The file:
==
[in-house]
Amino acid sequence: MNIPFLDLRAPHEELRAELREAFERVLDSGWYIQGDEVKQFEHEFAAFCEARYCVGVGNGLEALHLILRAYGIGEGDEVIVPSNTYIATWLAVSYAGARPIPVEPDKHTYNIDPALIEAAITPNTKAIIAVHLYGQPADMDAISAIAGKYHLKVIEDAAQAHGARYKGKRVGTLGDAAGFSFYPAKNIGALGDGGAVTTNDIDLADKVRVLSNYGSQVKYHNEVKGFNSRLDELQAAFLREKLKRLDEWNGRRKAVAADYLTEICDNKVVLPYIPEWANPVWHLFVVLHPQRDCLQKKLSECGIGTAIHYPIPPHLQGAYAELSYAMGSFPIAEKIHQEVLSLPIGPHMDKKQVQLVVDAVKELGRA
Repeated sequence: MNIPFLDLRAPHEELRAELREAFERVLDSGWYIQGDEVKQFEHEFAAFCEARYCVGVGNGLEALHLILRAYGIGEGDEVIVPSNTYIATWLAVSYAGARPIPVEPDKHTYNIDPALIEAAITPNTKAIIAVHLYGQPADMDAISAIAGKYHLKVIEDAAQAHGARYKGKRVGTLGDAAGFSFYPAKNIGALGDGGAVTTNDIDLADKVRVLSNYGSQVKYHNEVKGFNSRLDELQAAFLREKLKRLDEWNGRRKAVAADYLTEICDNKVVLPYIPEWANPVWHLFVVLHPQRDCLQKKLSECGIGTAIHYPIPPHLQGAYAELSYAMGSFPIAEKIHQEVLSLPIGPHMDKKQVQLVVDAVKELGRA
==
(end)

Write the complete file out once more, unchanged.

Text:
[in-house]
Amino acid sequence: MNIPFLDLRAPHEELRAELREAFERVLDSGWYIQGDEVKQFEHEFAAFCEARYCVGVGNGLEALHLILRAYGIGEGDEVIVPSNTYIATWLAVSYAGARPIPVEPDKHTYNIDPALIEAAITPNTKAIIAVHLYGQPADMDAISAIAGKYHLKVIEDAAQAHGARYKGKRVGTLGDAAGFSFYPAKNIGALGDGGAVTTNDIDLADKVRVLSNYGSQVKYHNEVKGFNSRLDELQAAFLREKLKRLDEWNGRRKAVAADYLTEICDNKVVLPYIPEWANPVWHLFVVLHPQRDCLQKKLSECGIGTAIHYPIPPHLQGAYAELSYAMGSFPIAEKIHQEVLSLPIGPHMDKKQVQLVVDAVKELGRA
Repeated sequence: MNIPFLDLRAPHEELRAELREAFERVLDSGWYIQGDEVKQFEHEFAAFCEARYCVGVGNGLEALHLILRAYGIGEGDEVIVPSNTYIATWLAVSYAGARPIPVEPDKHTYNIDPALIEAAITPNTKAIIAVHLYGQPADMDAISAIAGKYHLKVIEDAAQAHGARYKGKRVGTLGDAAGFSFYPAKNIGALGDGGAVTTNDIDLADKVRVLSNYGSQVKYHNEVKGFNSRLDELQAAFLREKLKRLDEWNGRRKAVAADYLTEICDNKVVLPYIPEWANPVWHLFVVLHPQRDCLQKKLSECGIGTAIHYPIPPHLQGAYAELSYAMGSFPIAEKIHQEVLSLPIGPHMDKKQVQLVVDAVKELGRA